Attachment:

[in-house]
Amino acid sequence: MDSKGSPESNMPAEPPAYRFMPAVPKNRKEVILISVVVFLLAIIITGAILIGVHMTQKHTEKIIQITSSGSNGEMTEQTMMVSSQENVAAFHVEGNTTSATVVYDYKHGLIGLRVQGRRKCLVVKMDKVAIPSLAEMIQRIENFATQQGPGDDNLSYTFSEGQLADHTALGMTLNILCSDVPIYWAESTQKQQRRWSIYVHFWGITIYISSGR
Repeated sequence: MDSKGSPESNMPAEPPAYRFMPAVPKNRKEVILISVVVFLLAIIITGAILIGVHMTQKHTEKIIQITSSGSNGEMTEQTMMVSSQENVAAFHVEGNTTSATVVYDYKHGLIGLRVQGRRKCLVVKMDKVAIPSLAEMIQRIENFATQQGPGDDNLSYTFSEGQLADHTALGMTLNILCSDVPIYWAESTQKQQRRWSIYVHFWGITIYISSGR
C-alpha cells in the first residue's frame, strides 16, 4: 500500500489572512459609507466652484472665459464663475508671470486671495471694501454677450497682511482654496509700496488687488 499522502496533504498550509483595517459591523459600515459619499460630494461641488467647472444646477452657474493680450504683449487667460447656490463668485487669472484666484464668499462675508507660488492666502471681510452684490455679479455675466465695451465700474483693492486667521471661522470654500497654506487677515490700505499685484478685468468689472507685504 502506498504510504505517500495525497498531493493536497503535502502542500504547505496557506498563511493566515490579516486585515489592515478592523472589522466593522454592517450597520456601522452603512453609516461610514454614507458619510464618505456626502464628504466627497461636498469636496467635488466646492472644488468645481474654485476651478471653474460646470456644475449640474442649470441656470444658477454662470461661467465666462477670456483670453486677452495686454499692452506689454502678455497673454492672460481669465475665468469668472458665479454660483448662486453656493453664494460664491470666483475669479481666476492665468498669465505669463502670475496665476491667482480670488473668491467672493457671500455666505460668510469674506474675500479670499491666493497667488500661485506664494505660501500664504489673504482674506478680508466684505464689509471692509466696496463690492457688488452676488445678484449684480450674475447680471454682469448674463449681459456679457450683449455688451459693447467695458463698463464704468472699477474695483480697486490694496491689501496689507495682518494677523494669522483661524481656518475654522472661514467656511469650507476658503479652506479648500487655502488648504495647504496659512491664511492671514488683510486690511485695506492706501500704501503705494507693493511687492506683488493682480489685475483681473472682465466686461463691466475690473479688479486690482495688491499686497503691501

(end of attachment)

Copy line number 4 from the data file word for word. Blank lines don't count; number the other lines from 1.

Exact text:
C-alpha cells in the first residue's frame, strides 16, 4: 500500500489572512459609507466652484472665459464663475508671470486671495471694501454677450497682511482654496509700496488687488 499522502496533504498550509483595517459591523459600515459619499460630494461641488467647472444646477452657474493680450504683449487667460447656490463668485487669472484666484464668499462675508507660488492666502471681510452684490455679479455675466465695451465700474483693492486667521471661522470654500497654506487677515490700505499685484478685468468689472507685504 502506498504510504505517500495525497498531493493536497503535502502542500504547505496557506498563511493566515490579516486585515489592515478592523472589522466593522454592517450597520456601522452603512453609516461610514454614507458619510464618505456626502464628504466627497461636498469636496467635488466646492472644488468645481474654485476651478471653474460646470456644475449640474442649470441656470444658477454662470461661467465666462477670456483670453486677452495686454499692452506689454502678455497673454492672460481669465475665468469668472458665479454660483448662486453656493453664494460664491470666483475669479481666476492665468498669465505669463502670475496665476491667482480670488473668491467672493457671500455666505460668510469674506474675500479670499491666493497667488500661485506664494505660501500664504489673504482674506478680508466684505464689509471692509466696496463690492457688488452676488445678484449684480450674475447680471454682469448674463449681459456679457450683449455688451459693447467695458463698463464704468472699477474695483480697486490694496491689501496689507495682518494677523494669522483661524481656518475654522472661514467656511469650507476658503479652506479648500487655502488648504495647504496659512491664511492671514488683510486690511485695506492706501500704501503705494507693493511687492506683488493682480489685475483681473472682465466686461463691466475690473479688479486690482495688491499686497503691501